Ground reaction force and kinematic analysis of limb loading on two different beach sand tracks in harness trotters
Article first published online: 8 NOV 2010
© 2010 EVJ Ltd
Equine Veterinary Journal
Special Issue: Proceedings of the 8th International Conference on Equine Exercise Physiology
Volume 42, Issue Supplement s38, pages 544–551, November 2010
How to Cite
CREVIER-DENOIX, N., ROBIN, D., POURCELOT, P., FALALA, S., HOLDEN, L., ESTOUP, P., DESQUILBET, L., DENOIX, J. M. and CHATEAU, H. (2010), Ground reaction force and kinematic analysis of limb loading on two different beach sand tracks in harness trotters. Equine Veterinary Journal, 42: 544–551. doi: 10.1111/j.2042-3306.2010.00202.x
- Issue published online: 8 NOV 2010
- Article first published online: 8 NOV 2010
- [Paper received for publication 19.01.10; Accepted 26.06.10]
Reasons for performing study: Although beach training is commonly used in horses, limb loading on beach sand has never been investigated. A dynamometric horseshoe (DHS) is well adapted for this purpose.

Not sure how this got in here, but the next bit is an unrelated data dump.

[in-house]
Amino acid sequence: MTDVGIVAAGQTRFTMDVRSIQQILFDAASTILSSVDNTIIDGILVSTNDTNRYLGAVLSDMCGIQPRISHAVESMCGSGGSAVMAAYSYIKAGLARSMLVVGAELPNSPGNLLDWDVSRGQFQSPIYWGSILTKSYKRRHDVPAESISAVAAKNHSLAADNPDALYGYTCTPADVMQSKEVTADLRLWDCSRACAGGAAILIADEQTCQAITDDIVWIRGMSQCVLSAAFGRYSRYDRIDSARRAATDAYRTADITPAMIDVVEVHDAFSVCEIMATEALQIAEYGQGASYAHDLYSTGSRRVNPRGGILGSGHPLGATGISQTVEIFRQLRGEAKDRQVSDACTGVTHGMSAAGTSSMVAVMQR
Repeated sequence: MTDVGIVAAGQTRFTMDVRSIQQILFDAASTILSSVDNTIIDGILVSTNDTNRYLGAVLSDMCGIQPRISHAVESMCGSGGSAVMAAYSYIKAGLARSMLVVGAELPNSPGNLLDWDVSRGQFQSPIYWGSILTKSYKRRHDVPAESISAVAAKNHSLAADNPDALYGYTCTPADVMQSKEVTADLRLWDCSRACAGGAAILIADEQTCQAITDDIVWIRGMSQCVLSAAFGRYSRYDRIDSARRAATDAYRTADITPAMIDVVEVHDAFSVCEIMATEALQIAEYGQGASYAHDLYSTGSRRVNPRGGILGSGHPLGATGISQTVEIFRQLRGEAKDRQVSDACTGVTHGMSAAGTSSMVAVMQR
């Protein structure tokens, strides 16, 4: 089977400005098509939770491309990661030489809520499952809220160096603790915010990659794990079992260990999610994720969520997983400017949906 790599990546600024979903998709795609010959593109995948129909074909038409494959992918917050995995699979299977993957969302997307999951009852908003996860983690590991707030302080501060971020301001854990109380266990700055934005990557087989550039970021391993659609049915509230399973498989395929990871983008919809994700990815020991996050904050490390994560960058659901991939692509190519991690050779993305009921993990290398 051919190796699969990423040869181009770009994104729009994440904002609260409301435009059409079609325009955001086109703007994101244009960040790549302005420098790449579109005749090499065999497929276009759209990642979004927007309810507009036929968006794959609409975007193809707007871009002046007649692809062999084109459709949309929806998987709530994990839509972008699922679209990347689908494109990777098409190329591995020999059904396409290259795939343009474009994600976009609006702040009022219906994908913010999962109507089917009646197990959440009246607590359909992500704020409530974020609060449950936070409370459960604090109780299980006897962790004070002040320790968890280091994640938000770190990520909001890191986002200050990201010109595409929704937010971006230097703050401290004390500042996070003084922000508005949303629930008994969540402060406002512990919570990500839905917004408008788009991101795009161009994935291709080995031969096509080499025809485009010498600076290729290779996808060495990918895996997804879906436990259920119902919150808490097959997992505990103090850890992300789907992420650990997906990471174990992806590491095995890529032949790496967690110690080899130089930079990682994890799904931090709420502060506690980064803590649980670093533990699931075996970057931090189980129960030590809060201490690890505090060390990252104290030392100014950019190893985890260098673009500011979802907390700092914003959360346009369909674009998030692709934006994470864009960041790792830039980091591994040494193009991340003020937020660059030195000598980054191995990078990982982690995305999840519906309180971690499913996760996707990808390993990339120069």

Objectives: To compare ground reaction force (GRF) and fetlock kinematics measured in harness trotters on 2 tracks of beach sand with different water content.
Methods: Two linear sand tracks were compared: firm wet sand (FWS, 19% moisture) vs. deep wet sand (DWS, 13.5% moisture). Four French trotters (550 ± 22 kg) were used. Their right forelimb was equipped with a DHS and skin markers. Each track was tested 3 times at 7 m/s. Each trial was filmed by a high-speed camera (600 Hz); DHS and speed data acquisition was performed at 10 kHz on 10 consecutive strides. All recordings were synchronised. The components Fx (parallel to the hoof solar surface) and Fz (perpendicular) of the GRF were considered. For 3 horses the fetlock angle and forelimb axis-track angle at landing were measured. Statistical differences were tested using the GLM procedure (SAS; P<0.05).
Results: Stance duration was increased on DWS compared to FWS. Fzmax and Fxmax (oriented, respectively, downwards and forwards relatively to the solar surface) and the corresponding loading rates, were decreased on DWS and these force peaks occurred later. Fxmin (backwards) was not significantly different between both surfaces; the propulsive phase (Fx negative) was longer and the corresponding impulse higher, on DWS compared to FWS. The forelimb was more oblique to the track at landing and maximal fetlock extension was less and delayed on DWS.
Conclusions: This study confirms that trotting on deep sand overall reduces maximal GRF and induces a more progressive limb loading. However, it increases the propulsive effort and likely superficial digital flexor tendon tension at the end of stance, which should be taken into account in beach training.